Parkhill, James (No. 12/864)

Parkhill, James


No. 12/864, 12th Battalion, Royal Irish Rifles

Died of disease on Monday 17 February 1919 (aged 31)


Newtownards (Movilla) Cemetery, Co. Down (Grave 11. 123)


Commonwealth War Graves Commission


James Parkhill was born on 9 December 1887 in Roddenfort, Ballymoney, Co Antrim and he was a son of Robert and Christina Parkhill (nee Munroe) who were married in 1887 in Greenock, Scotland.

The Parkhill family lived at 2 Wilson’s Row and later in Castle Street, Ballycastle.

Robert Parkhill worked as a general labourer and then as a railway porter and he and Christina had five children including:

James (born 9 December 1887 in Roddenfort, Ballymoney)

John Munro (born 1889 in Greenock, Scotland)

Elizabeth (born 28 October 1891 in Ballycastle)

Joseph (born 3 October 1894 in Ballycastle)

James Parkhill worked as a labourer and was employed for a time by J. Fulton in Armoy.  James Parkhill and Mary McMullan were married on 11 November 1908 in Ramoan Parish Church of Ireland Church (St James) in Ballycastle and they had one child, a daughter named Christina who was born on 30 October 1909.

Christina’s mother, Mary, had been in labour for two days and Mary died in childbirth in Ballycastle Workhouse Infirmary on 30 October 1909 (aged 22).

Christina Parkhill lived with her paternal grandparents, Robert and Christina Parkhill, in Ballycastle.

James Parkhill enlisted in Belfast on 12 October 1914, and he declared his age to be 24 years 10 months.  He declared that he was Church of Ireland, a labourer, and a widower.  In his attestation papers it was noted that he was 5 feet 3¼ inches tall and he cited his mother as his next-of-kin.  He joined the 12th Battalion Royal Irish Rifles and was then posted to the 18th Battalion.  On 19 July 1916 he went to France to the Base Depot, and he went to the fighting line with the 9th Battalion in 107th Brigade of the 36th (Ulster) Division.  James Parkhill returned to the Base Depot on 12 October 1916, and he went to the 18th Battalion on 31 October 1916.  He went back to France on 5 January 1917 with the 12th Battalion and on 22 March 1917 he sustained serious gun-shot wounds – a compound fracture of the tibia and fibula in his right leg and flesh wounds in his left leg and chest.  He was taken to a Casualty Clearing Station (CCS) and from there he was transported to York Military Hospital on 10 April 1917.  He stayed there until 12 November 1917 and on 13 November 1917 he was discharged from the Army when he was deemed to be no longer physically fit for active service.  In November 1917 James Parkhill returned to Newtownards to live with his wife Margaret.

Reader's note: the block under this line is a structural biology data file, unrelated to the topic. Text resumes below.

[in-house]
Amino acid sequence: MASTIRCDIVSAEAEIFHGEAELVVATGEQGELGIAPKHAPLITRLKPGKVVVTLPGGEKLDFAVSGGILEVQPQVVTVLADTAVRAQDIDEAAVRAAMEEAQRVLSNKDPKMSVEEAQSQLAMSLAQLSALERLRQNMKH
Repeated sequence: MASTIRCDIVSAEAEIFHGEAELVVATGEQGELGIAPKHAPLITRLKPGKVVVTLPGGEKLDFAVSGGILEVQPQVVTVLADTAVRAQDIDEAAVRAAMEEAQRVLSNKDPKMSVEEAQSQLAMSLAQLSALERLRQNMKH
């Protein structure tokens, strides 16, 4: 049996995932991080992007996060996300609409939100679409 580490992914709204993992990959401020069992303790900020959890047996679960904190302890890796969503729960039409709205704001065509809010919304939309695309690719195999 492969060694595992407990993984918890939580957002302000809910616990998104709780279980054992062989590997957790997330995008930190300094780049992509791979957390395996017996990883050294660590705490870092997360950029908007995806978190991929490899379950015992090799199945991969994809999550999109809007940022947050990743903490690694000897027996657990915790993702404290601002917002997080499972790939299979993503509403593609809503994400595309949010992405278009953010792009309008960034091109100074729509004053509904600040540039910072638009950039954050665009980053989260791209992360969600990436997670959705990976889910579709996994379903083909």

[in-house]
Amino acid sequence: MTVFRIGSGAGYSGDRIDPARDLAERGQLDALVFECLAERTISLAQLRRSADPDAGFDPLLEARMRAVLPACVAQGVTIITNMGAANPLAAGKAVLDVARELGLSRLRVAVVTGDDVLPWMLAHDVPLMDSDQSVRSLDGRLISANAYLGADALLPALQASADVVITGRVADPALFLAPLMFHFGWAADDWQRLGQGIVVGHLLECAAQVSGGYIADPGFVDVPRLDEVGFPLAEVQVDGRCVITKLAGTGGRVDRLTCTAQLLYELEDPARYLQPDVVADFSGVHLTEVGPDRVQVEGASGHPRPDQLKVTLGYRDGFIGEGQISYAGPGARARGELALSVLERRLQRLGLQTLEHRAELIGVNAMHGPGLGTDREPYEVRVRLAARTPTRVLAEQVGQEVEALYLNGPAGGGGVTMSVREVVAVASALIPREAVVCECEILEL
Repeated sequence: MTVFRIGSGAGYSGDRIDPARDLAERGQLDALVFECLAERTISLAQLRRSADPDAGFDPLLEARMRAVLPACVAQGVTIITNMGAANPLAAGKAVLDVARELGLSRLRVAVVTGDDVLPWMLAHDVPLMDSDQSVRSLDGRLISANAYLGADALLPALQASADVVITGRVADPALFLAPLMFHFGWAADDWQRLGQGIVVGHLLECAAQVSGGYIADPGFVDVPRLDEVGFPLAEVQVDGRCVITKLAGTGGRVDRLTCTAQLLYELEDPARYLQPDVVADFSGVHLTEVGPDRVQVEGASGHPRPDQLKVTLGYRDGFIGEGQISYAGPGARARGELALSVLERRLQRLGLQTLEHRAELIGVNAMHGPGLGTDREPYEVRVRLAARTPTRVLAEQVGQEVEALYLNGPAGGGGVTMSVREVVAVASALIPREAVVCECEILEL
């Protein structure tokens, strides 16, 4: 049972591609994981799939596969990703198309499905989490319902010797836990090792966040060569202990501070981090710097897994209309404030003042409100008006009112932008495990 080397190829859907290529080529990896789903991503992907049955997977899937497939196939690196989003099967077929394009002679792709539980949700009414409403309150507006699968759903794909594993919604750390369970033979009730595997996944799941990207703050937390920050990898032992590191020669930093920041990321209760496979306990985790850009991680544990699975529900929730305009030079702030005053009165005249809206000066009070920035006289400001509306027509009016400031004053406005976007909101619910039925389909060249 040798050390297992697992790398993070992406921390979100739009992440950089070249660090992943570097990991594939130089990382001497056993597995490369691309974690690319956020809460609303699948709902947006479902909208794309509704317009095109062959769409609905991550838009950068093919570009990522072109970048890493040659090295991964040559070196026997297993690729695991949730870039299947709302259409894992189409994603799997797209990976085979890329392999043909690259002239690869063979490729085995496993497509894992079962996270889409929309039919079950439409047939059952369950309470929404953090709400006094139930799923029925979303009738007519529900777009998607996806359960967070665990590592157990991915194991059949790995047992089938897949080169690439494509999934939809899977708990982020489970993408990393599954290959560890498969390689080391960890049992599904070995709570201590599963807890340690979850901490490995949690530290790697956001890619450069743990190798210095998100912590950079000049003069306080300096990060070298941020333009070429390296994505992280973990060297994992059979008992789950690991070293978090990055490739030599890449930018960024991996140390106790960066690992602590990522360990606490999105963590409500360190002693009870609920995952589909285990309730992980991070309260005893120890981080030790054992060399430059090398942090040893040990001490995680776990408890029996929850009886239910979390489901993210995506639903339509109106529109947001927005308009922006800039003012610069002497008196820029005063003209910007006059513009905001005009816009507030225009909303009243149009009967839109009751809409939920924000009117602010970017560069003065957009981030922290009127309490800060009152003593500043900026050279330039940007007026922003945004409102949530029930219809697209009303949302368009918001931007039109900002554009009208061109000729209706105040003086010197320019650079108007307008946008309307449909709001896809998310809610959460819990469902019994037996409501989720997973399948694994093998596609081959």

James Parkhill (a widower recorded as a bachelor in civil registration records) and Margaret Stritch (nee Beattie) were married on 11 February 1916 in Newtownards Parish Church of Ireland Church (St Mark’s).  Margaret Stritch, a widow and a daughter of George Beattie, a labourer, lived at 1 Mary Street and later in Circular Road, Newtownards.

Mary Stritch (nee Beattie, sometimes Beaty) had previously been married to Patrick Stritch (sometimes Stretch).  They were married on 9 December 1904 in Dublin Roman Catholic Pro Cathedral.  Patrick Stritch, an ex-soldier from Dublin, was a son of John Stritch, a labourer.  Margaret Beaty from Dublin was a daughter of George Beaty, a labourer.  During the Great War Private Patrick Stritch (No. 19908) served with the 2nd Battalion, Royal Inniskilling Fusiliers and he died on 12 October 1915 in the Military Hospital, Omagh, Co Tyrone.  In pension records the cause of his death was recorded as heart failure contracted on active service.

Rifleman James Parkhill (No. 12/864) died of pneumonia in Newtownards Hospital on 17 February 1919 and was buried in Movilla Cemetery, Newtownards.  After he died, the Officers and Members of the Newtownards Branch of the Irish Federation of Discharged and Demobilised Sailors and Soldiers placed a sympathy notice in the Newtownards Chronicle.

It was James Parkhill’s widow Margaret who received his medals on 16 June 1922.

Margaret Parkhill (formerly Stritch, nee Beaty/Beattie) was widowed twice during the Great War.

During the Great War, James Parkhill’s brother Joseph also served with the 12th Battalion Royal Irish Rifles (No. 1779), and he was killed in action on 1 July 1916.  Joseph Parkhill is commemorated on the Thiepval Memorial in France; in Ramoan Parish Church of Ireland Church (St James) Ballycastle and in the Book of Honour Ballycastle Heroes 1914 – 1918 written by Robert Thompson.